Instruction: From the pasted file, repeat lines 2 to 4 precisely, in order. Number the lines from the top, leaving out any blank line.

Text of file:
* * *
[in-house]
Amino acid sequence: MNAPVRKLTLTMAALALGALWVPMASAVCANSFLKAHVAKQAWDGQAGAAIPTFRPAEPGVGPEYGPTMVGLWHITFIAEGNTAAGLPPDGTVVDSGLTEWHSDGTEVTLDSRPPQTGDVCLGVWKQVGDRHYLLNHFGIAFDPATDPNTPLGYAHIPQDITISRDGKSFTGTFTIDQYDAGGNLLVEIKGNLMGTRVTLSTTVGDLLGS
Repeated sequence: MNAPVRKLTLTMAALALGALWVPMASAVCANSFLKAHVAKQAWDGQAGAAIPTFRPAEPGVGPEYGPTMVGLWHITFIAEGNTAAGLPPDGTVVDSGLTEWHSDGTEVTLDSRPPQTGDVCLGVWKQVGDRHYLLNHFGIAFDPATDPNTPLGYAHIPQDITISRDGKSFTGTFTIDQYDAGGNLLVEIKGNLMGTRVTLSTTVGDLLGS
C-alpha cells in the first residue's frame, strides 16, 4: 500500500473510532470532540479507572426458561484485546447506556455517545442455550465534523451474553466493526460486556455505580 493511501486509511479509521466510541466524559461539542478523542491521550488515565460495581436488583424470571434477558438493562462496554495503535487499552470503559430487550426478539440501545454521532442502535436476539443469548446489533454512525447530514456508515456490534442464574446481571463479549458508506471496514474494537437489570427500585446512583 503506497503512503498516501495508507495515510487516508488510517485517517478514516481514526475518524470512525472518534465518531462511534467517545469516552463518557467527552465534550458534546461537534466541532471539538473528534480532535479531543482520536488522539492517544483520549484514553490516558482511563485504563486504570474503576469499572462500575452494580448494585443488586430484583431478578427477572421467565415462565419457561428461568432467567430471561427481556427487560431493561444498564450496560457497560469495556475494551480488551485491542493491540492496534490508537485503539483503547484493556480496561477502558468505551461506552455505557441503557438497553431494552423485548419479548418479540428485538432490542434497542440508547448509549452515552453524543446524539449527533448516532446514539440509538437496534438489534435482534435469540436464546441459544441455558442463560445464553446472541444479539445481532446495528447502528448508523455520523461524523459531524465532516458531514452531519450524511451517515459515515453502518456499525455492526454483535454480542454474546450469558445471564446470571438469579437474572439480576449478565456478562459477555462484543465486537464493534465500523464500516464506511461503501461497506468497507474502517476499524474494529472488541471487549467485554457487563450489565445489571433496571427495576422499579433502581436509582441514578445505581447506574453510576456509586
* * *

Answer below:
Amino acid sequence: MNAPVRKLTLTMAALALGALWVPMASAVCANSFLKAHVAKQAWDGQAGAAIPTFRPAEPGVGPEYGPTMVGLWHITFIAEGNTAAGLPPDGTVVDSGLTEWHSDGTEVTLDSRPPQTGDVCLGVWKQVGDRHYLLNHFGIAFDPATDPNTPLGYAHIPQDITISRDGKSFTGTFTIDQYDAGGNLLVEIKGNLMGTRVTLSTTVGDLLGS
Repeated sequence: MNAPVRKLTLTMAALALGALWVPMASAVCANSFLKAHVAKQAWDGQAGAAIPTFRPAEPGVGPEYGPTMVGLWHITFIAEGNTAAGLPPDGTVVDSGLTEWHSDGTEVTLDSRPPQTGDVCLGVWKQVGDRHYLLNHFGIAFDPATDPNTPLGYAHIPQDITISRDGKSFTGTFTIDQYDAGGNLLVEIKGNLMGTRVTLSTTVGDLLGS
C-alpha cells in the first residue's frame, strides 16, 4: 500500500473510532470532540479507572426458561484485546447506556455517545442455550465534523451474553466493526460486556455505580 493511501486509511479509521466510541466524559461539542478523542491521550488515565460495581436488583424470571434477558438493562462496554495503535487499552470503559430487550426478539440501545454521532442502535436476539443469548446489533454512525447530514456508515456490534442464574446481571463479549458508506471496514474494537437489570427500585446512583 503506497503512503498516501495508507495515510487516508488510517485517517478514516481514526475518524470512525472518534465518531462511534467517545469516552463518557467527552465534550458534546461537534466541532471539538473528534480532535479531543482520536488522539492517544483520549484514553490516558482511563485504563486504570474503576469499572462500575452494580448494585443488586430484583431478578427477572421467565415462565419457561428461568432467567430471561427481556427487560431493561444498564450496560457497560469495556475494551480488551485491542493491540492496534490508537485503539483503547484493556480496561477502558468505551461506552455505557441503557438497553431494552423485548419479548418479540428485538432490542434497542440508547448509549452515552453524543446524539449527533448516532446514539440509538437496534438489534435482534435469540436464546441459544441455558442463560445464553446472541444479539445481532446495528447502528448508523455520523461524523459531524465532516458531514452531519450524511451517515459515515453502518456499525455492526454483535454480542454474546450469558445471564446470571438469579437474572439480576449478565456478562459477555462484543465486537464493534465500523464500516464506511461503501461497506468497507474502517476499524474494529472488541471487549467485554457487563450489565445489571433496571427495576422499579433502581436509582441514578445505581447506574453510576456509586